22. ^ a b c Perloff, Marjorie, "Reading Gass Reading Rilke" in Parnassus: Poetry in Review, Volume 25, Number 1/2 (2001).
  23. ^ Gass, William H. Reading Rilke: Reflections on the Problems of Translation (New York: Alfred A. Knopf, 1999).
  24. ^ Rilke, Rainer Maria. "First Elegy" from Duino Elegies, line 1.
  25. ^ Rilke, Rainer Maria. "First Elegy" from Duino Elegies, line 6; "Second Elegy", line 1.
  26. ^ Dash, Bibhudutt. "In the Matrix of the Divine: Approaches to Godhead in Rilke's Duino Elegies and Tennyson's In Memoriam" in Language in India Volume 11 (11 November 2011), pp. 355–71.
  27. ^ Freedman, Ralph. Life of a Poet: Rainer Maria Rilke (Evanston, Illinois: Northwestern University Press, 1998), p. 481.
  28. ^ Sword, Helen. Engendering Inspiration: Visionary Strategies in Rilke, Lawrence, and H.D. (Ann Arbor, Michigan: University of Michigan Press, 1995), pp. 68–70.
  29. ^ Letter to Gertrud Ouckama Knoop, dated 20 April 1923; quoted in Snow, Edward, trans. and ed., Sonnets to Orpheus by Rainer Maria Rilke, bilingual edition, New York: North Point Press, 2004.
  30. ^ Sonette an Orpheus, Erste Teil, XIX, v.8: "Gott mit der Leier"
  31. ^ Freedman, Ralph. "Das Stunden-Buch and Das Buch der Bilder: Harbingers of Rilke's Maturity" in Metzger, Erika A. and Metzger, Michael M. (editors). A Companion to the Works of Rainer Maria Rilke. (Rochester, New York: Camden House Publishing, 2001), 90–92.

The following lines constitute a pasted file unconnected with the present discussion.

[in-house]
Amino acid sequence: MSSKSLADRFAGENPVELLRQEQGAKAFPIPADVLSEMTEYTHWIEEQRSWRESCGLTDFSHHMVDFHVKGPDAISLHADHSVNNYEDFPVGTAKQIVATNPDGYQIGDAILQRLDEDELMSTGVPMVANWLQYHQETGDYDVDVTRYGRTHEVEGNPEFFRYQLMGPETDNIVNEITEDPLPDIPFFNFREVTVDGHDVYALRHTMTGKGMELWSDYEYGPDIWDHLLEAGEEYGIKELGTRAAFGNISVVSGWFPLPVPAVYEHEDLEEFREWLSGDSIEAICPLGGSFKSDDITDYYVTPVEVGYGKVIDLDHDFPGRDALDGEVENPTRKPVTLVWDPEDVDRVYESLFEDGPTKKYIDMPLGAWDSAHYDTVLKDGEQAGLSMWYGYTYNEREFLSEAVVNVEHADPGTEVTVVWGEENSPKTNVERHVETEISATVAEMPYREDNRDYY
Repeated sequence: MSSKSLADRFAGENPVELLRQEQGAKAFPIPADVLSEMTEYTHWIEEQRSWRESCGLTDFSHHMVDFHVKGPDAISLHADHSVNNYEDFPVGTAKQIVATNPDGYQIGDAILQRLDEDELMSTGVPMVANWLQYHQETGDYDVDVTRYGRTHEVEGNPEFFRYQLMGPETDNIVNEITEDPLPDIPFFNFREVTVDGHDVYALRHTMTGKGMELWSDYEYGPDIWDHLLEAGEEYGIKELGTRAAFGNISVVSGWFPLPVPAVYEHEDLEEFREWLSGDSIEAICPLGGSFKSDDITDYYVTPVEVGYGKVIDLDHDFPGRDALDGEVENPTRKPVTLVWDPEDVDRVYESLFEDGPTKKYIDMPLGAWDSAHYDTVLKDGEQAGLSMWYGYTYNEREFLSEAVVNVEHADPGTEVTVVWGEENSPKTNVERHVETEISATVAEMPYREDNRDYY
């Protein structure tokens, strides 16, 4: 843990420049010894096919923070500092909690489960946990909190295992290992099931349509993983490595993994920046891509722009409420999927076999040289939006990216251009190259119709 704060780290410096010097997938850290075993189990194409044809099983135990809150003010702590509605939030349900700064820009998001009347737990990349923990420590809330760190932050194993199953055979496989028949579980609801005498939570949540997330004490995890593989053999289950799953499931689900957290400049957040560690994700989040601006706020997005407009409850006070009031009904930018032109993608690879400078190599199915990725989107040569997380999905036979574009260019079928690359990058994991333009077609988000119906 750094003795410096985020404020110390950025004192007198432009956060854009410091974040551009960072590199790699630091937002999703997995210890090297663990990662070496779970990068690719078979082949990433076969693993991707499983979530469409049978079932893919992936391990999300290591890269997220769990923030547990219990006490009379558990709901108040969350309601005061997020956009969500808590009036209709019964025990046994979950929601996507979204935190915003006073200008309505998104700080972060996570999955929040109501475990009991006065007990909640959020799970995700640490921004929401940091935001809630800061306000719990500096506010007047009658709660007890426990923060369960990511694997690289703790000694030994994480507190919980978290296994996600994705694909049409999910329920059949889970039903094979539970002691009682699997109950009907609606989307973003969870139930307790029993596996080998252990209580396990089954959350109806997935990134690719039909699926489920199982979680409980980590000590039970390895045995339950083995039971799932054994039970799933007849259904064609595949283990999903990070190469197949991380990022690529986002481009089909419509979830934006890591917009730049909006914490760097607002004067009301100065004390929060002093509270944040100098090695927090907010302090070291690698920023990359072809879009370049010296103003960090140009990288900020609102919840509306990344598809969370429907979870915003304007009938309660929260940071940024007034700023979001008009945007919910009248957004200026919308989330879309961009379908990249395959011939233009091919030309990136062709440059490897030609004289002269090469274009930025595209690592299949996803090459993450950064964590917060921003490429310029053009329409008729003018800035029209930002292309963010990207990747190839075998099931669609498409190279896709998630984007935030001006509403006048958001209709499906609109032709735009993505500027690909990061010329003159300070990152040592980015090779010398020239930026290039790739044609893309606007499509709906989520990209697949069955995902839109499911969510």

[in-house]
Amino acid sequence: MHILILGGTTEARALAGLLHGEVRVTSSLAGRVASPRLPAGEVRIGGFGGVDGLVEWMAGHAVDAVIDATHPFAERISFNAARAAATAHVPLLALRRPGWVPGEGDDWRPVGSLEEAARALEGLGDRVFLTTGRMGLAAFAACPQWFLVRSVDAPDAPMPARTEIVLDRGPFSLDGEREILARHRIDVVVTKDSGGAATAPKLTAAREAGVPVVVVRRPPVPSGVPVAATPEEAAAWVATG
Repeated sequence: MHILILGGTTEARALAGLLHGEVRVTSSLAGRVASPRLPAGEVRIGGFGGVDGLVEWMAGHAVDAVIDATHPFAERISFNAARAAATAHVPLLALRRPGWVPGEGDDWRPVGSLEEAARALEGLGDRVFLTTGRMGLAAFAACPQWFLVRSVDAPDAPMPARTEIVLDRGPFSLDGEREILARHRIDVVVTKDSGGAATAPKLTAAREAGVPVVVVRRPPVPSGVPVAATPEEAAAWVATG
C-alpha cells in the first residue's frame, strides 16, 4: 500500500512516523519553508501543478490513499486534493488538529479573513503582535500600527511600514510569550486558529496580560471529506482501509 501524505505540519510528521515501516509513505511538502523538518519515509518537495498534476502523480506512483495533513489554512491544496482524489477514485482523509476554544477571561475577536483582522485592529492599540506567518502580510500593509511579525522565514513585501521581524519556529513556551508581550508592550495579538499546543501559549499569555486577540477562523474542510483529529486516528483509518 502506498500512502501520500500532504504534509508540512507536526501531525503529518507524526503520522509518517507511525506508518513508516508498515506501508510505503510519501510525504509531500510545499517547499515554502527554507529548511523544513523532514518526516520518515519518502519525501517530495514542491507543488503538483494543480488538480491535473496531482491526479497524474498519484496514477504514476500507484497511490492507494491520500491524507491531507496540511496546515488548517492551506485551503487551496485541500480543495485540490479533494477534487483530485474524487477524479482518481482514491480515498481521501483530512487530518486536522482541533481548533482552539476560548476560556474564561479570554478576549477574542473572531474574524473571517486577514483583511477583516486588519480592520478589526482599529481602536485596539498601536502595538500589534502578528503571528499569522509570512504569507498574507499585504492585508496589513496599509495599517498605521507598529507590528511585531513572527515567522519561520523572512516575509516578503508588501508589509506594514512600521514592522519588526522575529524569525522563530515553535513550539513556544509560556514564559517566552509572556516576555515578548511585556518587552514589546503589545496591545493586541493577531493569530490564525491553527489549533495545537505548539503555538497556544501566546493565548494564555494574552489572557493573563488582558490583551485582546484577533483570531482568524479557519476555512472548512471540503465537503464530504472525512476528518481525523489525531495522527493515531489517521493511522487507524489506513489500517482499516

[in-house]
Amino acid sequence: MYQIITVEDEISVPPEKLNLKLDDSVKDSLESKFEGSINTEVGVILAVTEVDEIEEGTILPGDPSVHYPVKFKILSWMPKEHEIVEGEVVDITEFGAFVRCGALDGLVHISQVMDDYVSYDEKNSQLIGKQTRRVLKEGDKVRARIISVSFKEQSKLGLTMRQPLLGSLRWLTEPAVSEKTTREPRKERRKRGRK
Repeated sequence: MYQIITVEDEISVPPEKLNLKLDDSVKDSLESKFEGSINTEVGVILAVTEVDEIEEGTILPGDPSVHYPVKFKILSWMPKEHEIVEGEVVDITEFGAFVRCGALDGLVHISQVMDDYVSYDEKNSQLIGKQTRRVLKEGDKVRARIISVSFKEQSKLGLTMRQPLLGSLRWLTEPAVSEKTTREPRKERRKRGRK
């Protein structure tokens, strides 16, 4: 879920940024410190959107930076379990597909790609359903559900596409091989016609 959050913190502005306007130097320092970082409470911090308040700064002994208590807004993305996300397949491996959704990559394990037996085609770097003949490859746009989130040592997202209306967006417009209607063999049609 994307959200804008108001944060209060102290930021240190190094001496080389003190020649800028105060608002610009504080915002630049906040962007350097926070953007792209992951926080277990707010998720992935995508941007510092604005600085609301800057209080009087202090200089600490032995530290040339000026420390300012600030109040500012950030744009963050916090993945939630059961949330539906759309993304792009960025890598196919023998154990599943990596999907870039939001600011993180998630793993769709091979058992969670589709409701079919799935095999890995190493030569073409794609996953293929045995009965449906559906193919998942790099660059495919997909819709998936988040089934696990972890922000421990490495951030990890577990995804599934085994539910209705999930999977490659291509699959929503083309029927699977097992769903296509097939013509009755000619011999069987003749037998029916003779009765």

32. ^ Selected Poems of Rainer Maria Rilke, ed. and trans. Robert Bly New York, 1981.
  33. ^ Liza Knapp, "Tsvetaeva's Marine Mary Magdalene" (The Slavic and East European Journal, Volume 43, Number 4; Winter, 1999).
  34. ^ Susan Haskins, Mary Magdalen: Myth and Metaphor (Riverhead Trade; 1995).
  35. ^ Susan Haskins, Mary Magdalen: Myth and Metaphor, p. 361 (HarperCollins; 1993 ISBN 0-00-215535-4).
  36. ^ Komar, Kathleen L. "Rethinking Rilke's Duisiner Elegien at the End of the Millennium" in Metzger, Erika A. A Companion to the Works of Rainer Maria Rilke (Rochester, New York: Camden House, 2004), p. 189.